Home > RNJ > 2010 > March/April > Editorial: Self-Advocacy: An Essential Skill

Editorial: Self-Advocacy: An Essential Skill
Elaine Tilka Miller, DNS RN CRRN FAHA FAAN, Editor

One disturbing media trend is increased speculation about the impact of budget cuts on health care. To make matters worse, several state governments are considering a franchise fee on hospital operating expenses. Although some hospitals may get money back depending on how many Medicaid patients they treat, the additional financial strain will likely lead to job freezes, delayed capital purchases, and fewer dollars for essential services. In addition, tighter budgets will further reduce the accessibility of care for people with disabilities who tend to have more frequent needs for coordinated long-term care. For instance, Matt, a 10-year-old, and his best friend decided to help accelerate a campfire with gasoline. As a result, Matt suffered burns on more than 40% of his body, with major burns on his chin and neck, upper trunk, arms, hands, and right leg. His friend, Jeff, died several weeks later due to complications from his burns. In the past 6 months, Matt has had more than 10 surgeries and still requires occupational and physical therapy along with other rehabilitation services. Although Matt is making steady improvement, it is evident he will require long-term coordinated interdisciplinary rehabilitation. Fundamental ingredients to his recovery include healthcare providers, family members, and patient advocates for his high-quality care.

As rehabilitation nurses, we need to be more active in advocating for ourselves as professionals (e.g., staffing ratios, scheduling, obtaining needed resources to provide quality and coordinated care), but also for patients such as Matt who need to make the most of their care experiences. Even though our economic situation appears to be inching forward in a positive direction, rehabilitation nurses must continue to provide evidence for lawmakers, consumers, and others about the crucial contribution rehabilitation care plays in enabling patients to lead productive, quality lives. As illustrated in this journal issue, rehabilitation nurses are expanding awareness and providing evidence for more skillfully targeted interventions that make the most of every dollar spent.

Besides expanding the evidence to support rehabilitation practice’s importance and payment, we must teach patients of all ages and their families how to effectively advocate for themselves and make the most of each hospital, clinic, or office visit. Being able to advocate for oneself requires rehabilitation nurses to incorporate repeated brief educational interventions to teach patients and their families how to succinctly articulate their needs and expectations to healthcare providers. Moreover, especially in settings in which patients may not have the same health professional with each visit, it is increasingly important that patients and families keep meticulous records of interventions that have worked in the past. When time equals money, patients and their families must assume proactive roles in ensuring continuity of care.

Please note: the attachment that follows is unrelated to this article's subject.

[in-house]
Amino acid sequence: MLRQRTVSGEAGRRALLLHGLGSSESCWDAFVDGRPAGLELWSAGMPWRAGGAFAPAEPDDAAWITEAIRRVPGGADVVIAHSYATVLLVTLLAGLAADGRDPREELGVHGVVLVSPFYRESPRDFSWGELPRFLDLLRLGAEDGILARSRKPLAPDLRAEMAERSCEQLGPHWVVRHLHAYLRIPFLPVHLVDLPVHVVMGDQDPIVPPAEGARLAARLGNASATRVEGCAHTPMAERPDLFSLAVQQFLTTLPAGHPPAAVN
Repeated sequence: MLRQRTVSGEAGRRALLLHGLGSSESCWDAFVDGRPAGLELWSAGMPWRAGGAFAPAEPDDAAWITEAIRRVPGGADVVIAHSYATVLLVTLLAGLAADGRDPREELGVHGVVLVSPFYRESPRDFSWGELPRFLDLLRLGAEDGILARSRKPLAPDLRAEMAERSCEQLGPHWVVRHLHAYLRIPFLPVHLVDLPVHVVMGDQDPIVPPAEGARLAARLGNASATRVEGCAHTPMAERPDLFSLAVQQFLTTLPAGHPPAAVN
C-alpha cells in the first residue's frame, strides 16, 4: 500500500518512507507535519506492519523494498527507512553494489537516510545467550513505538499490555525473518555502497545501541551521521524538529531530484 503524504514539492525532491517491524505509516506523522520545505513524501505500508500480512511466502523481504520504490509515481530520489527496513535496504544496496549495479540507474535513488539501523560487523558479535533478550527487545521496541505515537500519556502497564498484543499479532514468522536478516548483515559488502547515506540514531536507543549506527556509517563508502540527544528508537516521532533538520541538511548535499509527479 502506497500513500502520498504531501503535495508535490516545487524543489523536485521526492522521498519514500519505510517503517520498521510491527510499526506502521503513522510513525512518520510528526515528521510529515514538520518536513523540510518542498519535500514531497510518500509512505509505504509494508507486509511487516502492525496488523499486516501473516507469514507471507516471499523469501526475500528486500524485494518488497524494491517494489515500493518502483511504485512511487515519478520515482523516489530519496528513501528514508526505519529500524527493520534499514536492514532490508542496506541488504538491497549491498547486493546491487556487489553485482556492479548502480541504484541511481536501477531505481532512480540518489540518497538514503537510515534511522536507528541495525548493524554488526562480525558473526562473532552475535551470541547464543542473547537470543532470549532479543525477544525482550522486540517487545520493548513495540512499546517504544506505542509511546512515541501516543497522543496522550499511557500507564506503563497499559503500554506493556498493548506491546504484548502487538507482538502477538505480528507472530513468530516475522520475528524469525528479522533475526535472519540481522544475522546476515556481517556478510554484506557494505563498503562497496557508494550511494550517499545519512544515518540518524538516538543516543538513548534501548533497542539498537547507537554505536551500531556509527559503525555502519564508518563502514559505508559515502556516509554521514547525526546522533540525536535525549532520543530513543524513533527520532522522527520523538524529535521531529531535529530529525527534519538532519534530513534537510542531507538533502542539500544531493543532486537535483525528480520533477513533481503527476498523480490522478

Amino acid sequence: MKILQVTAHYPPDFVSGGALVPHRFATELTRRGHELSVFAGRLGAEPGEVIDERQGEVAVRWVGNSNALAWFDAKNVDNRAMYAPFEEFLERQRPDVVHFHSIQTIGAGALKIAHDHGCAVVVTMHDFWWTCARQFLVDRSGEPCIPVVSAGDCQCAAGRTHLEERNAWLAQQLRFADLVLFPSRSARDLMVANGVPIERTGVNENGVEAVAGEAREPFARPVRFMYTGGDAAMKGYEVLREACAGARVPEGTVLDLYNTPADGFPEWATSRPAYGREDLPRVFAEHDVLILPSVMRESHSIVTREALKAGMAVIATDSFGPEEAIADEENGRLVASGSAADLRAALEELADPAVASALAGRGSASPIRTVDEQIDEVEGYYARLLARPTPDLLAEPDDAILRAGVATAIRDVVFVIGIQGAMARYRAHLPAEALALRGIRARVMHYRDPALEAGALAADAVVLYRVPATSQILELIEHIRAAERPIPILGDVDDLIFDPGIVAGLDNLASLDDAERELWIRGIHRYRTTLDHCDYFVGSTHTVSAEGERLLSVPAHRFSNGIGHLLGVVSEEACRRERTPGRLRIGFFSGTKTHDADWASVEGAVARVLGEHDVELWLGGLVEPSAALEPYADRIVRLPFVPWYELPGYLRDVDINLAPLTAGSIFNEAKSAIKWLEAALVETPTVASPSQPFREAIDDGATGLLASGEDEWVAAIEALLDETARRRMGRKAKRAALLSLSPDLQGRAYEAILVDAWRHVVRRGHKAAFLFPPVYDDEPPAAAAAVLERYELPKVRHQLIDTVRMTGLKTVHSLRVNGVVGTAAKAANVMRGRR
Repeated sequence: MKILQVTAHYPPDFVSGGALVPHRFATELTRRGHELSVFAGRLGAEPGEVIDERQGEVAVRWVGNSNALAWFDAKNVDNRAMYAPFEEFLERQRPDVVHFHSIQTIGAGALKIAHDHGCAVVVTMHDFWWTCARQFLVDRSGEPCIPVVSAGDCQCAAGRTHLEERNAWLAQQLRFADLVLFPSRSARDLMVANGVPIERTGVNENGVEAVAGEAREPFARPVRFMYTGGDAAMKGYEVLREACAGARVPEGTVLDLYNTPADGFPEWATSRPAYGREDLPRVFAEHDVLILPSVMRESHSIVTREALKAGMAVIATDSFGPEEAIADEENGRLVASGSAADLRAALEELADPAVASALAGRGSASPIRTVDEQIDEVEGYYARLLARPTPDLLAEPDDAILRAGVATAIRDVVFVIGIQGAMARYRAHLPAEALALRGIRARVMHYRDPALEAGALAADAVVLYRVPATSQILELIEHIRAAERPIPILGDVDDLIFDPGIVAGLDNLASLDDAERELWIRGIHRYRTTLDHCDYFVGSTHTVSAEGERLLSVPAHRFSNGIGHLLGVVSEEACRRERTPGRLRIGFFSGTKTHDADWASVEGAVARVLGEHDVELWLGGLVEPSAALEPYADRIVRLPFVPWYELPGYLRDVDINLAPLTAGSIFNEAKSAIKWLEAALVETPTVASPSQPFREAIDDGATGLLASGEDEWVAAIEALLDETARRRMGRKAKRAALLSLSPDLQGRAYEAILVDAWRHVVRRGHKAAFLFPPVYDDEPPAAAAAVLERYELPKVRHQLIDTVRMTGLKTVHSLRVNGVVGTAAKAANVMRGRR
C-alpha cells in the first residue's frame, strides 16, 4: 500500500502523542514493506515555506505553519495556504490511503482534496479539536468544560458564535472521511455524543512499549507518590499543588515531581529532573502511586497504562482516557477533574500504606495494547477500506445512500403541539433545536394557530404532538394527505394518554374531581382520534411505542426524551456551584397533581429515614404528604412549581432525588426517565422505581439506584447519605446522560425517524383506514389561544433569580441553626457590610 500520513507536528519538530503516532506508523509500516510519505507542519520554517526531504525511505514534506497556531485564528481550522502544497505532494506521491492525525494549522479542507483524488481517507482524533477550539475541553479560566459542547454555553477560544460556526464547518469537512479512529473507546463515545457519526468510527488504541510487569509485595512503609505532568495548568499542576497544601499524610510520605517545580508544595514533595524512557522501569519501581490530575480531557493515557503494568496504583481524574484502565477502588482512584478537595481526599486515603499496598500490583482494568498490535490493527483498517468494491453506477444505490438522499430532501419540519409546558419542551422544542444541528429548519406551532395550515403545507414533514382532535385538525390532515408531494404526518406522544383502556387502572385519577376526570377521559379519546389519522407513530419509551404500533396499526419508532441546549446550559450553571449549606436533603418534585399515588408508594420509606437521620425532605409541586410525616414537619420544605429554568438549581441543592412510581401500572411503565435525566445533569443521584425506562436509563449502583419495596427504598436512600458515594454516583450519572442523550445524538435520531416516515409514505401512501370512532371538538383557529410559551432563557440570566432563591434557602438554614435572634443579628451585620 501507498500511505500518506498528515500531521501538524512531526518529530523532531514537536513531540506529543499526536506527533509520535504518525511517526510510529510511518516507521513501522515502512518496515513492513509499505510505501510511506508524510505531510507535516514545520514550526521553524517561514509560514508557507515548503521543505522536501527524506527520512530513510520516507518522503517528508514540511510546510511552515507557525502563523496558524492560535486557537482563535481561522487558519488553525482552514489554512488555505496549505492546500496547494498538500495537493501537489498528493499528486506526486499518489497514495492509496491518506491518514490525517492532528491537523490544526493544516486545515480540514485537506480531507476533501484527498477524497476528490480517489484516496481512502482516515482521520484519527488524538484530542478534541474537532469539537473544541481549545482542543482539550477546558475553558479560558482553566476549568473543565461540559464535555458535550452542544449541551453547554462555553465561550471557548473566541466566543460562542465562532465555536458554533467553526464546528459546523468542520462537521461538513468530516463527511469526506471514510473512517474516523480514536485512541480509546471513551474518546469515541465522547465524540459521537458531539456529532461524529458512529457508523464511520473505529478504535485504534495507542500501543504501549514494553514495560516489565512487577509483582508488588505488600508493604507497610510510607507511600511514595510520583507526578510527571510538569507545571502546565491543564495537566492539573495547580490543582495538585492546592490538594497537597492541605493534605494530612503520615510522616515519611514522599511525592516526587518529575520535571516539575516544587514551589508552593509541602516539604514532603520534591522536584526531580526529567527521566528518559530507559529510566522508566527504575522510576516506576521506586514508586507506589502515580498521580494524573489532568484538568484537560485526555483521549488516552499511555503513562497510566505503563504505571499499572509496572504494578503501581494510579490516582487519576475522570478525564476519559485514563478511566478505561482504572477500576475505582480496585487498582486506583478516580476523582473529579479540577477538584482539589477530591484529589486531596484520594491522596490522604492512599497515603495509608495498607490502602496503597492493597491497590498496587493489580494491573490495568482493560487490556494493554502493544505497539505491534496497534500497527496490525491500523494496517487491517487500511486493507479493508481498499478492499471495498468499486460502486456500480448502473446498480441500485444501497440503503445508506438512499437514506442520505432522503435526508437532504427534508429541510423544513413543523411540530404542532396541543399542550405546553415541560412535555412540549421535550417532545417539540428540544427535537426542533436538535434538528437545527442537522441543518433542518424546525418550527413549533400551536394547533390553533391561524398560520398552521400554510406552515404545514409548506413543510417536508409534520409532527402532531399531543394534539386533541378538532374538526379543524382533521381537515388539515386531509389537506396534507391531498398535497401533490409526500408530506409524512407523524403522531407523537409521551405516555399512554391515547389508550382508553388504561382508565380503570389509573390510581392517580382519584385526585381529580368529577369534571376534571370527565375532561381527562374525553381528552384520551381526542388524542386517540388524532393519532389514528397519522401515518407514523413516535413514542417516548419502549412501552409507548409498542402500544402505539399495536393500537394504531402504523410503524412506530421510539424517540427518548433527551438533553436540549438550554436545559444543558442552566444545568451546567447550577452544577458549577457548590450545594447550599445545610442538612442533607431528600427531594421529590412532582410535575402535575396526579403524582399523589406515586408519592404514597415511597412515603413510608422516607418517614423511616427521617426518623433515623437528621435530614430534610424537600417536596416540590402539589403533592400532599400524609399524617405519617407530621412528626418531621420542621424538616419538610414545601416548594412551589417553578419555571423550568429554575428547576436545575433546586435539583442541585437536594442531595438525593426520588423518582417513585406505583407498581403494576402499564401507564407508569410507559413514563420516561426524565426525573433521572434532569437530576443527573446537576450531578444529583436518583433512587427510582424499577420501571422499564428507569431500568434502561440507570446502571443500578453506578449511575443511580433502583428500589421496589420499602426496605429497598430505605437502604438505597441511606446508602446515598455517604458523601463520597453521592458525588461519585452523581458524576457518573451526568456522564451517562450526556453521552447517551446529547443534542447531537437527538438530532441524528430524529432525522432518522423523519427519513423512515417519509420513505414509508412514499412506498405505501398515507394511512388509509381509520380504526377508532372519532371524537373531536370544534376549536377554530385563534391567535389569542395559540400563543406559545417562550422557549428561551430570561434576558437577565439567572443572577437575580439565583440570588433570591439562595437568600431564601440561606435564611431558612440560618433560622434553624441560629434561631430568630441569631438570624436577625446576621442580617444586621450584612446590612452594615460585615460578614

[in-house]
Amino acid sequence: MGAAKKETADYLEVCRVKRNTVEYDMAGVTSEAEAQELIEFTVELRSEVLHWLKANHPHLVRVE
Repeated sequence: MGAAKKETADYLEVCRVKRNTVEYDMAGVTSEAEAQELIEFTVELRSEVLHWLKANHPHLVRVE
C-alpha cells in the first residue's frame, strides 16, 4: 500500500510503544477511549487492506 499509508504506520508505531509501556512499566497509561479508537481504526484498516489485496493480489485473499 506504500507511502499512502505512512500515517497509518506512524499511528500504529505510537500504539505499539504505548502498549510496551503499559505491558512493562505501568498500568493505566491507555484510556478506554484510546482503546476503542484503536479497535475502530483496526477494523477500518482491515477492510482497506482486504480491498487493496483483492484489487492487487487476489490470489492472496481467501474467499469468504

Given rehabilitation nurses’ multiple competencies and comprehensive knowledge of patients and their families, they are the professionals most likely to ensure continuity of coordinated care and employ creative strategies (e.g., memory books, care checklists, videos, Internet materials) to cultivate patients’ and family members’ capabilities to advocate for themselves. A wealth of resources exists to support our coordinated efforts. Examples include

  • The Department of Health and Human Services (DHHS) oversees the implementation and coordination of disability programs, policies, and special initiatives pertaining to health and health-related programs for more than 54 million people with disabilities in the United States (www.os.dhhs.gov).
  • The National Health Information Center (NHIC) is a health information referral service that was established in 1979 by the Office of Disease Prevention and Health Promotion Office of the Public Health and Science of the U.S. DHHS (www.health.gov/nhic/).
  • The National Mental Health Services/Knowledge Exchange Network (KEN) is the Web site of the Substance Abuse and
  • al Health Services Administration National Mental Health Information Center that includes the National Clearinghouse for Alcohol and Drug Information and the National Mental Health Information Center (www.mentalhealth.org).
  • The National Institute of Child Health and Human Development conducts and supports research on all stages of human development, from preconception to adulthood, to better understand the health of children, adults, families, and communities (www.nichd.nih.gov).
  • The World Health Organization is the directing and coordinating authority of health within the United National System (www.who.int).

  • The Centers for Medicare and Medicaid Services (www.cms.gov).
  • The National Aging Information Center (http://aoa.gov/naic).
  • The Office of Advocate for Persons with Disabilities is a consumer-responsive, comprehensive system of access to assistive technology usable for individuals with disabilities (www.disability-online.com/Detailed/101.html).

Focusing on helping patients, families, and healthcare professionals—including ourselves—to more adeptly advocate for high-quality coordinated care remains one of our key professional responsibilities.

For those of you who have been successful in this process, we want to hear from you!